Pennsylvania, Plans to Condemn Property for a Trail after it
Loses Lawsuit Against Owners"
National Association of Reversionary
Property Owners, Richard Welsh, Executive Director
(The preeminent national
organization defending owners of land through which a railroad
Testimony of Nels Ackerson
Before the Committee on the Judiciary Subcommittee
on Commercial and Administrative Law U.S. House of Representatives
June 20, 2002
The nation's leading attorney for property owners facing rails
to trails Takings testified about the
"extravagantly wasteful litigation" caused by the failure
of the federal government to set up a procedure
of compensation for landowners where land is expropriated under
rails to trails.
See the National Association of Reversionary Property Owners
web site: link
- "The New Wars for the West"
- Keynote Address by William Perry Pendley, Esq., President and
Chief Legal Officer, Mountain States Legal Foundation, Lakewood,
Colorado; Eleventh Annual National Conference on Private Property
Rights (PRFA, Albany, N.Y., October 13, 2007)
Perry Pendley successfully defended John Shuller against the
U.S. Fish and Wildlife Service when, in self-defense, he shot
a grizzly bear. He won the case for Larry Squires, who wanted
to allow disposal of oil field brine in dry sink holes on his
property. Mountain States Legal Foundation is fighting for inholder
access to their property blocked by the U.S. Forest Service.
Pendley has argued successfully three times before the U.S. Supreme
Court on the right of contract regardless of race or ethnicity,
against what is called "affirmative action."
in Trail Funding" - Linda S. Rowley, Railroad Impact
Committee of the Hilltowns (RICH), Tenth Annual National Conference
on Private Property Rights (PRFA, Albany, N.Y., October 14, 2006)
While fighting a planned bike path through her barn in Haydenville,
Massachusetts, Linda Rowley discovered that federal transportation
enhancement funding that was exclusively for congestion mitigation
and air quality improvement (CMAQ) was being misapplied for purely
recreational purposes. She also won a ruling in the Massachusetts
Supreme Judicial Court that the railroad right-of-way was a road
or a way under the Derelict Fee Statute, making it ineligible
for federal trail funds because the property belonged to the
underlying owners after the railroad was no longer in use.
Rights, Trails, & Open Space Preservation" - By
Carol W. LaGrasse, Speech to the Comprehensive Planning Advisory
Committee, Town of Ballston, June 22, 2005
Private property rights were fundamental to the founders and
protected other rights, but a brief chronology shows that U.S.
Supreme Court rulings dealing with zoning and open space have
both eroded and protected these rights. Trails threaten private
property owners with liability and other problems, but reversionary
title is protected.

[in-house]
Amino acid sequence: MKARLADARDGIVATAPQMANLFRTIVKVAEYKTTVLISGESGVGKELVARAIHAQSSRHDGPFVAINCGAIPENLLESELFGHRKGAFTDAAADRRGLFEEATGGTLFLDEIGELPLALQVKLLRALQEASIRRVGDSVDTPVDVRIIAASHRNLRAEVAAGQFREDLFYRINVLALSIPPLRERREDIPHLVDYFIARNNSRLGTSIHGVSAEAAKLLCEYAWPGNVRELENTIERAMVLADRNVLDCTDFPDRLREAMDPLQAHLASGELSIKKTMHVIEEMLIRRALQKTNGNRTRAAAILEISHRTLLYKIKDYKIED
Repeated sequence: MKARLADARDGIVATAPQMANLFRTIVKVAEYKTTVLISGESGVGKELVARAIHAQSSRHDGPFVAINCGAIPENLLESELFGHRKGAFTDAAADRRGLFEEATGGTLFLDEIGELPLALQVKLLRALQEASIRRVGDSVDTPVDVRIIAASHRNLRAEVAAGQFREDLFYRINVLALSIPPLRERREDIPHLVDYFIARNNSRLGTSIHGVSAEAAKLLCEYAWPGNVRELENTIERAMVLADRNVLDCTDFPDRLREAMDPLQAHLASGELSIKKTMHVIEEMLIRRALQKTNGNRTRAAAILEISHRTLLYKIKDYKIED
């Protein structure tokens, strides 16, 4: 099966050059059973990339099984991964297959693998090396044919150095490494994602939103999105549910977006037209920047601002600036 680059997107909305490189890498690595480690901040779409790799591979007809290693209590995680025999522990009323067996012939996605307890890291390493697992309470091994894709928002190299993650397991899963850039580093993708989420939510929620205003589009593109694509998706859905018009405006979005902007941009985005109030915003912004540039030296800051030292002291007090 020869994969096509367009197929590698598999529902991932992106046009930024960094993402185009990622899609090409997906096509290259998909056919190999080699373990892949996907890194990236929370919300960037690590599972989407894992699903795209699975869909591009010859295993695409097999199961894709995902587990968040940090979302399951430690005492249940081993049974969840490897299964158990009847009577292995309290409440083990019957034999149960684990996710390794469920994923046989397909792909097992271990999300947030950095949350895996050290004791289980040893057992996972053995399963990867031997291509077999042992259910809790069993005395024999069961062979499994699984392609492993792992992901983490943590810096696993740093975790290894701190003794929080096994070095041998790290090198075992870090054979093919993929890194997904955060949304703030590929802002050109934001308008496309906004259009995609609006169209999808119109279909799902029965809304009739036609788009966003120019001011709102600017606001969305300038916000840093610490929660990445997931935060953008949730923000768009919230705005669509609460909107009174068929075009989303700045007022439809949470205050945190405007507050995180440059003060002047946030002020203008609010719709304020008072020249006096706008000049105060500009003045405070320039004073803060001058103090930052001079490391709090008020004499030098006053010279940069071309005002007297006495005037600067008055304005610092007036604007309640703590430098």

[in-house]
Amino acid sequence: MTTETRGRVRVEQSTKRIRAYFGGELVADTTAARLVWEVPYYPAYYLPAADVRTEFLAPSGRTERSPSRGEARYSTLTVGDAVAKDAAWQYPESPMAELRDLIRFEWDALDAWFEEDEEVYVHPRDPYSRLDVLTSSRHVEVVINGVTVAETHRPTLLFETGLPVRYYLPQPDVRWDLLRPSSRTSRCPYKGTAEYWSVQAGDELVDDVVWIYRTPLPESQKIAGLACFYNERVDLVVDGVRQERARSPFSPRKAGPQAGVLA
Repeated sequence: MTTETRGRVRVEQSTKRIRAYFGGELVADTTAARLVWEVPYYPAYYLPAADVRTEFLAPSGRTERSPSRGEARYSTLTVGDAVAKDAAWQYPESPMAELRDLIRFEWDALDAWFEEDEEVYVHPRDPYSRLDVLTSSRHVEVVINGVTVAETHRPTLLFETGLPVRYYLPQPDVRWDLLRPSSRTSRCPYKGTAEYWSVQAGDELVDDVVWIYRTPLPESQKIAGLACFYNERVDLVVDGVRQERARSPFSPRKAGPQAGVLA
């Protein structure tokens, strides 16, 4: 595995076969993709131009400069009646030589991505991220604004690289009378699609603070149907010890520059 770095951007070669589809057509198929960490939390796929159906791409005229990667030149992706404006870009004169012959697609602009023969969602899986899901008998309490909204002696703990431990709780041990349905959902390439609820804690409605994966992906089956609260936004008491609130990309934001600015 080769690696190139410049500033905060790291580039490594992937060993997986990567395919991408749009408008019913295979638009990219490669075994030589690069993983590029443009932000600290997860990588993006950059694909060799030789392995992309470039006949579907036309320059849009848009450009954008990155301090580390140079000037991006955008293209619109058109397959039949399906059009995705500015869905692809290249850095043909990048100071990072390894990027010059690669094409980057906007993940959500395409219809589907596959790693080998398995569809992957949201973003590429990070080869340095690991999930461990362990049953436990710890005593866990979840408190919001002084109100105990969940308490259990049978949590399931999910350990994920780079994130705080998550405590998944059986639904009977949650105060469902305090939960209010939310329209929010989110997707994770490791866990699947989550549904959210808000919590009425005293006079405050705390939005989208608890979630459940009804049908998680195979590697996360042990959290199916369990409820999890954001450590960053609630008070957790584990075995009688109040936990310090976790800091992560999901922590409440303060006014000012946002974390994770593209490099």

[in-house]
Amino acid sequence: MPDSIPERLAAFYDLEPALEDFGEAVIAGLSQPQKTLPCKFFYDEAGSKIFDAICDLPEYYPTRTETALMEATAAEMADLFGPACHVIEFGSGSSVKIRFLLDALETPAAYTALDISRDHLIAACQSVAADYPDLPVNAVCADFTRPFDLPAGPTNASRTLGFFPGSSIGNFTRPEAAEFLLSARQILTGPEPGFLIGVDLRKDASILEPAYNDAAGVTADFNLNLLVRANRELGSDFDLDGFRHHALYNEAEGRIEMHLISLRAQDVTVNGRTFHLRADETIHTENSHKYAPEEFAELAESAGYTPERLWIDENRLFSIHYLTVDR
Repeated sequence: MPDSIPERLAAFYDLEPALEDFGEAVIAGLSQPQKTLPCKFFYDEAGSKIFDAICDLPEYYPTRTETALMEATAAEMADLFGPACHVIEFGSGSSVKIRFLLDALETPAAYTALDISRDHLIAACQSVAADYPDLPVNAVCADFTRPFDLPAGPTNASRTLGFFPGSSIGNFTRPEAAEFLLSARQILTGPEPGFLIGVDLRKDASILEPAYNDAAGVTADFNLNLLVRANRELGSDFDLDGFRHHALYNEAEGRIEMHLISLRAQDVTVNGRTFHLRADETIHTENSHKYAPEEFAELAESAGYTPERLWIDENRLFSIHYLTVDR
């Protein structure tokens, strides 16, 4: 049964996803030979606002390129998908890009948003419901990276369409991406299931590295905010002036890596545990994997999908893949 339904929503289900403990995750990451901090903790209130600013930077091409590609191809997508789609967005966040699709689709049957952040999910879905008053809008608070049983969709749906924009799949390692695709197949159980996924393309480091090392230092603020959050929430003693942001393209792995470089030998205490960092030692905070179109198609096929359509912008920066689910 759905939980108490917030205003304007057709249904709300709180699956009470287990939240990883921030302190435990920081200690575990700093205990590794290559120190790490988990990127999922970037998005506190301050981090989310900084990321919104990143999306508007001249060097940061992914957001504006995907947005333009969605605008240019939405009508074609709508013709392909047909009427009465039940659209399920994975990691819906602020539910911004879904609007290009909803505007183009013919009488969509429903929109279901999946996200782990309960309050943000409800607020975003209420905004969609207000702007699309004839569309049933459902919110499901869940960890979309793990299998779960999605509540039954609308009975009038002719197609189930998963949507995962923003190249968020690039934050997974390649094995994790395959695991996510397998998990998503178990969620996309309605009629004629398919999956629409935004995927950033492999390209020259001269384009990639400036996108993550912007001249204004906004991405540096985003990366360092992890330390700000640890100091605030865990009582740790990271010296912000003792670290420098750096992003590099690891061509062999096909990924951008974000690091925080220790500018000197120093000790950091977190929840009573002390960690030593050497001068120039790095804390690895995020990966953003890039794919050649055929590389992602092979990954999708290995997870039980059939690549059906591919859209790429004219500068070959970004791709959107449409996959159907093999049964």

Inalienable Heritage" - By Carol W. LaGrasse, Welcome
Address, Seventh Annual N.Y. Conference on Private Property Rights
(PRFA, Oct. 18, 2003)
Taking a look at the ways our rights are being eroded and
setting history back on a path toward justice. Countervailing
the soft-sell, long-term approach of moneyed interests - conservation
easements, scenic byways, heritage areas, trails - the high-sounding
tools of landscape preservation.
Court Orders U.S. To Compensate Missouri Landowners"
- By Carol W. LaGrasse (PRFA, January 2003)
Federal court rules that according to Missouri law, the land
underlying an abandoned railroad in Missouri reverted to the
property owners. The government has to pay the first thirteen
underlyling owners $410,000, with more to follow along the 225-mile
- "One Vermonter's
21-year Court Odyssey"-by John McClaughry (Ethan Allen
Institute, July 2001)
"The Preseault case illustrates how government lawyers
will employ every trick in the legal book to get something for
nothing at the expense of a private citizen."
Trail Poses a Threat to Private Property Owners"-by
Carol W. LaGrasse, The Mercury, Pottstown, Pennsylvania,
June 10, 2001
After losing a court battle where it claimed to have acquired
title to an old railroad right-of way, Montgomery County, which
is northwest of Philadelphia, has begun condemning the property
for a trail. The course of the trail, which is named after the
nearby Perkiomen Creek, follows the old rail bed as well as some
of extensive parkland along the creek. This Opinion piece explains
that Perkiomen Trail poses a threat to private property owners
in two important respects: the construction of the trail route
itself and the broader long-term acquisition plans to gobble
up the private land along the creek and join the waterfront to
the rail bed in a greenway.
- Perkiomen Trail maps
- May 2001
This series of maps obtained from the Montgomery County Department
of Parks, depicts the currently planned route of Perkiomen Trail.
- "The Rails-to-Trails
Movement" - Richard Welsh, Executive Director,
National Association of Reversionary Property Owners, from Proceedings
of the Third Annual New York Conference on Private Property Rights